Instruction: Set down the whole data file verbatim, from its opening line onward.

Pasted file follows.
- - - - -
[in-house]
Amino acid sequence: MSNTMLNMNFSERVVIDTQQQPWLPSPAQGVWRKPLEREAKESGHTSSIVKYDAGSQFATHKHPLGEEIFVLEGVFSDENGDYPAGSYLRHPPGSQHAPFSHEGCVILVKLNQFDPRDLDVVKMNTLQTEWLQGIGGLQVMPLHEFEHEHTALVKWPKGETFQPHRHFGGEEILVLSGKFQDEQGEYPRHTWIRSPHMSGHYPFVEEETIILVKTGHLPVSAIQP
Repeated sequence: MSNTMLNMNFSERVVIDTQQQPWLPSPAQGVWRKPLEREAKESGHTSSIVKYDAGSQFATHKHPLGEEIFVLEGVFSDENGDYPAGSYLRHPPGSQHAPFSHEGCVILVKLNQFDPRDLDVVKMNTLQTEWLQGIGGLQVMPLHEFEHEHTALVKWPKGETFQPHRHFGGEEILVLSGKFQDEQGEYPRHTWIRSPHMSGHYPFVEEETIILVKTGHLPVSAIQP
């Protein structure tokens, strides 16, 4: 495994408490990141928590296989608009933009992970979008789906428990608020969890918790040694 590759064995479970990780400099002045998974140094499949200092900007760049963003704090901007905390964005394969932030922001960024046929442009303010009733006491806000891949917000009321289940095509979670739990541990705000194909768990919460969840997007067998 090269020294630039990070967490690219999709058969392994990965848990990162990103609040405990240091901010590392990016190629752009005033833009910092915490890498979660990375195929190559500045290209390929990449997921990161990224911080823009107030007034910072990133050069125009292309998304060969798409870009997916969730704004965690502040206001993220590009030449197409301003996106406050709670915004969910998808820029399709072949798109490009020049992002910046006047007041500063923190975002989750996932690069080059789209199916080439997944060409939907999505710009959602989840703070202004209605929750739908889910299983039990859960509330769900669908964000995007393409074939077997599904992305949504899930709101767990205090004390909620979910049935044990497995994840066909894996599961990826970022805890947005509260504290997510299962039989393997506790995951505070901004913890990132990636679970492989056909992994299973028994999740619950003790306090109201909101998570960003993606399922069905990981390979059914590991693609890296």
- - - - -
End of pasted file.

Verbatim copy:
[in-house]
Amino acid sequence: MSNTMLNMNFSERVVIDTQQQPWLPSPAQGVWRKPLEREAKESGHTSSIVKYDAGSQFATHKHPLGEEIFVLEGVFSDENGDYPAGSYLRHPPGSQHAPFSHEGCVILVKLNQFDPRDLDVVKMNTLQTEWLQGIGGLQVMPLHEFEHEHTALVKWPKGETFQPHRHFGGEEILVLSGKFQDEQGEYPRHTWIRSPHMSGHYPFVEEETIILVKTGHLPVSAIQP
Repeated sequence: MSNTMLNMNFSERVVIDTQQQPWLPSPAQGVWRKPLEREAKESGHTSSIVKYDAGSQFATHKHPLGEEIFVLEGVFSDENGDYPAGSYLRHPPGSQHAPFSHEGCVILVKLNQFDPRDLDVVKMNTLQTEWLQGIGGLQVMPLHEFEHEHTALVKWPKGETFQPHRHFGGEEILVLSGKFQDEQGEYPRHTWIRSPHMSGHYPFVEEETIILVKTGHLPVSAIQP
């Protein structure tokens, strides 16, 4: 495994408490990141928590296989608009933009992970979008789906428990608020969890918790040694 590759064995479970990780400099002045998974140094499949200092900007760049963003704090901007905390964005394969932030922001960024046929442009303010009733006491806000891949917000009321289940095509979670739990541990705000194909768990919460969840997007067998 090269020294630039990070967490690219999709058969392994990965848990990162990103609040405990240091901010590392990016190629752009005033833009910092915490890498979660990375195929190559500045290209390929990449997921990161990224911080823009107030007034910072990133050069125009292309998304060969798409870009997916969730704004965690502040206001993220590009030449197409301003996106406050709670915004969910998808820029399709072949798109490009020049992002910046006047007041500063923190975002989750996932690069080059789209199916080439997944060409939907999505710009959602989840703070202004209605929750739908889910299983039990859960509330769900669908964000995007393409074939077997599904992305949504899930709101767990205090004390909620979910049935044990497995994840066909894996599961990826970022805890947005509260504290997510299962039989393997506790995951505070901004913890990132990636679970492989056909992994299973028994999740619950003790306090109201909101998570960003993606399922069905990981390979059914590991693609890296």